IntroForearm strikes are basically the same as forearm blocks; it the intent of the technique that’s different. In a forearm strike, the primary intent is to injure the opponent. In a forearm block, the primary intent to deflect, slow, or stop an attack; however, a secondary intent of the block may be to also injure the opponent and convince him or her to stop attacking.
- Inner forearm: the palm side of the forearm.
- Outer forearm: the back of the hand side of the forearm.
- Inside forearm: the thumb side of the forearm.
- Outside forearm: the little finger side of the forearm.
- With inside and outside forearm strikes, the striking surface is mostly bone. Bone is dense, hard, and may withstand powerful strikes even though it may be bruised and sore at the point of impact; however, even then the use of the hand is not impaired.
- With inner and outer forearm strikes, the striking surface is mostly muscle and tissue. Muscle is soft and helps protect bone from bruising, but the muscle itself may receive trauma. If this occurs, use of the hand may be impaired.
How to use forearm strikes
- With an inside forearm strike, the motion of the strike is like that used in a hook punch.
- With an outside forearm strike, the motion of the strike is like that used in a back-fist strike.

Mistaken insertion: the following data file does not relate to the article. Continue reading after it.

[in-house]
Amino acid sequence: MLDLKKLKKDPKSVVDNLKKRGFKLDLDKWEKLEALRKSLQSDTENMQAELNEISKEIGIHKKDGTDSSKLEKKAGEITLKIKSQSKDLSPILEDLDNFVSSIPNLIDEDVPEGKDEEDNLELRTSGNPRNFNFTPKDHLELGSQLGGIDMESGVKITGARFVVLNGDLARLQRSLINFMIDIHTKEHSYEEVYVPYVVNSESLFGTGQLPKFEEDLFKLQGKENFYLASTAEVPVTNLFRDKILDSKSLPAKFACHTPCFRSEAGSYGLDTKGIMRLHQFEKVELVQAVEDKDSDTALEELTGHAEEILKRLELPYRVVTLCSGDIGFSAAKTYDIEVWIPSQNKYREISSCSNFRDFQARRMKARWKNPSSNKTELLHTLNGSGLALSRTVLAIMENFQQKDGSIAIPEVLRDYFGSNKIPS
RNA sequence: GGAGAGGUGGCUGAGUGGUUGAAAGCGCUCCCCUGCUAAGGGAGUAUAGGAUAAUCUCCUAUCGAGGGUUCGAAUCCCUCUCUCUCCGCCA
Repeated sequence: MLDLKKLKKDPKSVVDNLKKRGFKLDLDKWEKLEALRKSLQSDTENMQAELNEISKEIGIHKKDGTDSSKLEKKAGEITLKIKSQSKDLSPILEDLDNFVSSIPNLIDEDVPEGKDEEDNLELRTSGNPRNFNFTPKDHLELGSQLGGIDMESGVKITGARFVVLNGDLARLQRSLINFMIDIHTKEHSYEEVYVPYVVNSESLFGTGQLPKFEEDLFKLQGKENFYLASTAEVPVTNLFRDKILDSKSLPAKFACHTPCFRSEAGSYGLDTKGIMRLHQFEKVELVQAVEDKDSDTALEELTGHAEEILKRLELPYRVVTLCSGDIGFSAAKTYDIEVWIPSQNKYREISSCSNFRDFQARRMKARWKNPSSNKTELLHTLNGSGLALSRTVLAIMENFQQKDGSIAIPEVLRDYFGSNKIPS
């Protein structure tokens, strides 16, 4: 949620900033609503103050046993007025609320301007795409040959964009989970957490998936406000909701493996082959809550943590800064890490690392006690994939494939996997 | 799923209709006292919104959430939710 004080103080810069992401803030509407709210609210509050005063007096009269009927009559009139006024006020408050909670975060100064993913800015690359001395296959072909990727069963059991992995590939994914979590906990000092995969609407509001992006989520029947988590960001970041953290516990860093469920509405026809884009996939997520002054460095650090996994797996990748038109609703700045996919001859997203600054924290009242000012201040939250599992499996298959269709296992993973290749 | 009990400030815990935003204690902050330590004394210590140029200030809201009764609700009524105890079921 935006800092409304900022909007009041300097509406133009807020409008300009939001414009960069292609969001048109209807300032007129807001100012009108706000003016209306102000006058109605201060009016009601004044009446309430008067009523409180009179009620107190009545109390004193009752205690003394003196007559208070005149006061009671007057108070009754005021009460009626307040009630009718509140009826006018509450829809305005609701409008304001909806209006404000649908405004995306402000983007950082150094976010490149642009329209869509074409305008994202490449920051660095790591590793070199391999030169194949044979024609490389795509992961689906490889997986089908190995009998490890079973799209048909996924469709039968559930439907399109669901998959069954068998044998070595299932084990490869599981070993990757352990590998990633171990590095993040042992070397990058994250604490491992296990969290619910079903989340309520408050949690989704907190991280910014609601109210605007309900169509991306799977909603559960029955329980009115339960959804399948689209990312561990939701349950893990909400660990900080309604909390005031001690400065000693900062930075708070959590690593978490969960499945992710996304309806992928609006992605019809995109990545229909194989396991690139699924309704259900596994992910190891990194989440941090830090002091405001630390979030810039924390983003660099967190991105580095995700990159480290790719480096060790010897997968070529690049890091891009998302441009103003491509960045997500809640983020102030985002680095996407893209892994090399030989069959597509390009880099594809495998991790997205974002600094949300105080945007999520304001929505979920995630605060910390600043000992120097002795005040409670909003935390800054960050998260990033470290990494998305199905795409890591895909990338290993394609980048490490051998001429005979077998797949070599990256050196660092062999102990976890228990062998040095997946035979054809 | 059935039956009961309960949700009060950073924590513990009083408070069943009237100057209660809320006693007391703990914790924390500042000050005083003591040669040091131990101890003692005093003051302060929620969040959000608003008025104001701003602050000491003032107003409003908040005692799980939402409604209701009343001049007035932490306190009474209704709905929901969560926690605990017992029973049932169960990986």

- With an inner forearm strike, the motion of the strike is like that used in a slap.
- With an outside forearm strike, the motion of the strike is like that used in an inside-to-outside forearm block.
- When striking with any side of the forearm, it is important to keep your arm bent to prevent injury to the elbow joint.
RakingRaking is when you strike with inside or outside forearm strike and maintain contact as you slide or rake the forearm along the impact point. For example, it’s like sliding one stick over one spot on another stick at a perpendicular angle, not sliding the stick down the length of the other stick.
If you are wearing sleeves, the cloth will burn the exposed skin of the opponent. If not wearing sleeves, your skin will burn the exposed skin of the opponent since all the friction is concentrated at one point on the opponent. Your skin will not burn because the friction is spread along the length of your forearm instead of at just one point.
The rake will probably cause the opponent to be distracted thus allowing you to close in to grapple or to throw. When used to the side of the opponent's face, it will cause the head to turn away from the attack, which will cause the body to turn away from the attack, which removes the opponent's weapons from use and exposes deadly targets such as the kidneys and base of the skull. After you scoop or grab a kick, charge in with a rake across the face, and follow up with a throw.